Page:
The Surprising Benefits Of Leaded Gas for Old Tractors
By Tom Seest
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Despite regular gas being discontinued since 1996, older tractors and motorized farm equipment still rely on it because these machines were not designed to run on unleaded fuel. Public health scientists engaged in a heated debate with GM and Standard Oil officials regarding the safety of tetraethyl lead, highlighting the clash between industrial progress and public health concerns. Media coverage extensively covered this issue in such terms.
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Valve seats can be an enormous source of trouble in older engines. Re-cutting or regrinding may be required and should always be performed while running and at full throttle to ensure proper contact between valve faces and seats, and for them not contacting, leading to carbon deposits build up on valve faces, which cause them to recede or even recede and swell over time. Ensuring appropriate clearances – steel feeler gauges should be used – helps avoid this problem: optimal intake clearance should range between.008″-.010″, with piston at TDC on compression stroke.
Older automotive engines feature soft cast iron valve seats, which were cut or ground directly into their cylinder heads, whereas modern cars have heat-treated steel valve seats, which last much longer due to lack of lead in fuel supply and are easier on wear and tear.
Old engines tend to suffer from improper valve seating, especially under severe conditions where dust enters the combustion chamber and wears down parts, including valve faces and seats, causing them to become worn and become “sticky”, leading to leaky head gaskets.
Depending on the age and condition of your tractor, using non-leaded gasoline with cast iron valve seats requires using lead substitute additives. But modern cars and trucks have hardened valve seats that should work fine on unleaded fuel; in these instances, your tractor should also run fine with unleaded.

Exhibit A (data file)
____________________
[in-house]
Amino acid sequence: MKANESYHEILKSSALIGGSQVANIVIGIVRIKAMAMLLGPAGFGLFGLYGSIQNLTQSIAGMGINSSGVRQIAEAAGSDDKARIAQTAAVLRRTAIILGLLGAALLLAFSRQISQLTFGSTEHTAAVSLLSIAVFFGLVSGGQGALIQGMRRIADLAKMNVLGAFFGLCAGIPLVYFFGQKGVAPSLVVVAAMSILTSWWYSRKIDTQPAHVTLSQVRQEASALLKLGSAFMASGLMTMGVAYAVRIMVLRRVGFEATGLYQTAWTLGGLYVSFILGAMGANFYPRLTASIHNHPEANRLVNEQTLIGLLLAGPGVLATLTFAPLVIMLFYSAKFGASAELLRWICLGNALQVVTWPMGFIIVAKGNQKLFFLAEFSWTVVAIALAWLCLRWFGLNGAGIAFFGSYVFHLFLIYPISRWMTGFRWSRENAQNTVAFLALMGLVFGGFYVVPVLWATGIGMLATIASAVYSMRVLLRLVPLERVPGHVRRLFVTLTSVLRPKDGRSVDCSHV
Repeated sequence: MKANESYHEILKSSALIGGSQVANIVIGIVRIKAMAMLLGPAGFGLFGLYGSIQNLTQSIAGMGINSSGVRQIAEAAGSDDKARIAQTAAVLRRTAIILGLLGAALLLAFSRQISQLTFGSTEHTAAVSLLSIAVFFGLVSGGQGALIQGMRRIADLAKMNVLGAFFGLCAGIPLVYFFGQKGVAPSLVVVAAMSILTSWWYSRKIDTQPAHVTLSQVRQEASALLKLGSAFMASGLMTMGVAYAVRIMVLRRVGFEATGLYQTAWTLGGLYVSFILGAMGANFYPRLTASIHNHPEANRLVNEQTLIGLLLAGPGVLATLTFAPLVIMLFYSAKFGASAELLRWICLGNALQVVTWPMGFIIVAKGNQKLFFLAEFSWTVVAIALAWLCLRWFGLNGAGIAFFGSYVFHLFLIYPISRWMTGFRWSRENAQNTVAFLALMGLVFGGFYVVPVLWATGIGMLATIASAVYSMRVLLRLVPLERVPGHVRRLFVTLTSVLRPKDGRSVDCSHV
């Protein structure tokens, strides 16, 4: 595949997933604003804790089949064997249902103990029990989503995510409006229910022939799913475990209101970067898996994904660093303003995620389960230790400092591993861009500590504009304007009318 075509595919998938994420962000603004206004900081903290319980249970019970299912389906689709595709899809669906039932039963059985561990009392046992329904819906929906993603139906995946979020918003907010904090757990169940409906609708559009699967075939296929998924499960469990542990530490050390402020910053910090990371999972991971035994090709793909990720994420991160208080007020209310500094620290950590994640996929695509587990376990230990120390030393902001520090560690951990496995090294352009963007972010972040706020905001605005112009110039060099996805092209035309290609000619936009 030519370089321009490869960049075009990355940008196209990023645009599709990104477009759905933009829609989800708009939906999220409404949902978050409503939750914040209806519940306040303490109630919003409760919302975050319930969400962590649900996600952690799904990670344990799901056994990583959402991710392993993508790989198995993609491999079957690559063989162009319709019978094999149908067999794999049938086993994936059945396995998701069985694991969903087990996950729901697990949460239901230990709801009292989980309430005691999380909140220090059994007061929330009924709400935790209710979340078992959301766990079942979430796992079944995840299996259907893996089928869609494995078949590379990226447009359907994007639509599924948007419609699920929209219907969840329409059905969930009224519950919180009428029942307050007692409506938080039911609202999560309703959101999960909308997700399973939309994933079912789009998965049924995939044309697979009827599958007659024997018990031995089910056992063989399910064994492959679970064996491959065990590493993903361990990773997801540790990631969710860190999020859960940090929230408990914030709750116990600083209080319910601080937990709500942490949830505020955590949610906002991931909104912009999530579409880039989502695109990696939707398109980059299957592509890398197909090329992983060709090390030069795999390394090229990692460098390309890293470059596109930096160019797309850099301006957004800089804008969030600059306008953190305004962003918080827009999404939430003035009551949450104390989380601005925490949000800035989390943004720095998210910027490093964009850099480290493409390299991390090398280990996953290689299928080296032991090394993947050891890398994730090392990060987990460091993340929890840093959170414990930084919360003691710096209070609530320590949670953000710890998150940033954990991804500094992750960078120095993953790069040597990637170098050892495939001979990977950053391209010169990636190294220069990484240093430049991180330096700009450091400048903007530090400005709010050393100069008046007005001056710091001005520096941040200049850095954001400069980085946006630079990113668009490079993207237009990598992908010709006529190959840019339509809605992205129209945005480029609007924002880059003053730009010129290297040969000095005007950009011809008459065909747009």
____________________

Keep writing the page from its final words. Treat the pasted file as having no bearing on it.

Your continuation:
To make the most out of your engine, having your valve seats recut or reground by an automotive machine shop can help optimize performance. Regrounding at either 30o or 45o angles should ensure perpendicularity between valve faces and seats and valve guides as well as narrowed width so valve stems center themselves on each new seat width.
Carburetors were once the preferred method for fuel delivery, but modern fuel injection systems now provide superior efficiency and dependability compared to them. Unfortunately, though, these systems require different fuel and spark plug specifications than carburetors do.
Attaining engine performance relies heavily on providing each cylinder with enough fuel, which is why fuel injection has replaced carburetors in modern vehicles. A fuel injector allows pressurized fuel to be delivered directly into each cylinder via a tiny nozzle atomizing each droplet so it burns more readily, then mixed with air for ignition via spark plugs.
Timing injections is also critical. A computer in your vehicle can use engine RPM measurements to assess when it is ready for starting up and sends a signal to its fuel injection system to time each injector’s pulse width, dispensing just the correct quantity at exactly the optimal point during combustion cycles.
Multiport fuel injection (MPFI) systems are the most prevalent. This system features multiple nozzles in the intake manifold that spray each cylinder’s intake valve at once with fuel/air mixture injected directly from each injector nozzle, then delivered through their respective intake valves to each cylinder in turn. While effective, this approach cannot adjust how much fuel is injected per power stroke.
Sequential fuel injection (SFI) improves on this by independently activating each injector nozzle to ensure fuel dispenses as the intake valve opens – eliminating “hang-around” issues associated with basic MPFI systems.